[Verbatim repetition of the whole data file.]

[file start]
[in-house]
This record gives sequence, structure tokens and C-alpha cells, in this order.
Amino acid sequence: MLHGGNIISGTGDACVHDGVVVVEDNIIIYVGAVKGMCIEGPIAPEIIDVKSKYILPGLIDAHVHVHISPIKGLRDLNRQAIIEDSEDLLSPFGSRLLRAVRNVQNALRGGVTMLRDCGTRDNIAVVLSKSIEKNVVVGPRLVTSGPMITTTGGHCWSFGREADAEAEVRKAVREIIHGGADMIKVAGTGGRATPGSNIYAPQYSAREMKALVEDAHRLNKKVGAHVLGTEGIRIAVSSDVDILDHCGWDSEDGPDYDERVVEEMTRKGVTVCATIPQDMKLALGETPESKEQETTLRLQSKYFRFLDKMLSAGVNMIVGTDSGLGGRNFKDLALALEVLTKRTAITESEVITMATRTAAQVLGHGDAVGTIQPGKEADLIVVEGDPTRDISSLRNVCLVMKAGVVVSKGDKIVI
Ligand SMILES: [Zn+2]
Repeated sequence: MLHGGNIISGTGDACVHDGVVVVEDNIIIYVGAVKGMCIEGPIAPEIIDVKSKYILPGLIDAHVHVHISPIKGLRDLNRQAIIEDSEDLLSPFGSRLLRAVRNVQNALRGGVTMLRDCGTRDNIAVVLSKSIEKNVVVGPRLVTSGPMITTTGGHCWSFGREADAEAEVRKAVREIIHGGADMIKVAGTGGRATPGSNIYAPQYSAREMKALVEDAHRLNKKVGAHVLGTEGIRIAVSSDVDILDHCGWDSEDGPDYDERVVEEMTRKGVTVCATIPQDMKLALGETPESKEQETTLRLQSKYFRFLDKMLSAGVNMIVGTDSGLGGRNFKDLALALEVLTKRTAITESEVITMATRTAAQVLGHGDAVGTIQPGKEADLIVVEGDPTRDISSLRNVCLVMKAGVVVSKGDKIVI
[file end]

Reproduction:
[in-house]
This record gives sequence, structure tokens and C-alpha cells, in this order.
Amino acid sequence: MLHGGNIISGTGDACVHDGVVVVEDNIIIYVGAVKGMCIEGPIAPEIIDVKSKYILPGLIDAHVHVHISPIKGLRDLNRQAIIEDSEDLLSPFGSRLLRAVRNVQNALRGGVTMLRDCGTRDNIAVVLSKSIEKNVVVGPRLVTSGPMITTTGGHCWSFGREADAEAEVRKAVREIIHGGADMIKVAGTGGRATPGSNIYAPQYSAREMKALVEDAHRLNKKVGAHVLGTEGIRIAVSSDVDILDHCGWDSEDGPDYDERVVEEMTRKGVTVCATIPQDMKLALGETPESKEQETTLRLQSKYFRFLDKMLSAGVNMIVGTDSGLGGRNFKDLALALEVLTKRTAITESEVITMATRTAAQVLGHGDAVGTIQPGKEADLIVVEGDPTRDISSLRNVCLVMKAGVVVSKGDKIVI
Ligand SMILES: [Zn+2]
Repeated sequence: MLHGGNIISGTGDACVHDGVVVVEDNIIIYVGAVKGMCIEGPIAPEIIDVKSKYILPGLIDAHVHVHISPIKGLRDLNRQAIIEDSEDLLSPFGSRLLRAVRNVQNALRGGVTMLRDCGTRDNIAVVLSKSIEKNVVVGPRLVTSGPMITTTGGHCWSFGREADAEAEVRKAVREIIHGGADMIKVAGTGGRATPGSNIYAPQYSAREMKALVEDAHRLNKKVGAHVLGTEGIRIAVSSDVDILDHCGWDSEDGPDYDERVVEEMTRKGVTVCATIPQDMKLALGETPESKEQETTLRLQSKYFRFLDKMLSAGVNMIVGTDSGLGGRNFKDLALALEVLTKRTAITESEVITMATRTAAQVLGHGDAVGTIQPGKEADLIVVEGDPTRDISSLRNVCLVMKAGVVVSKGDKIVI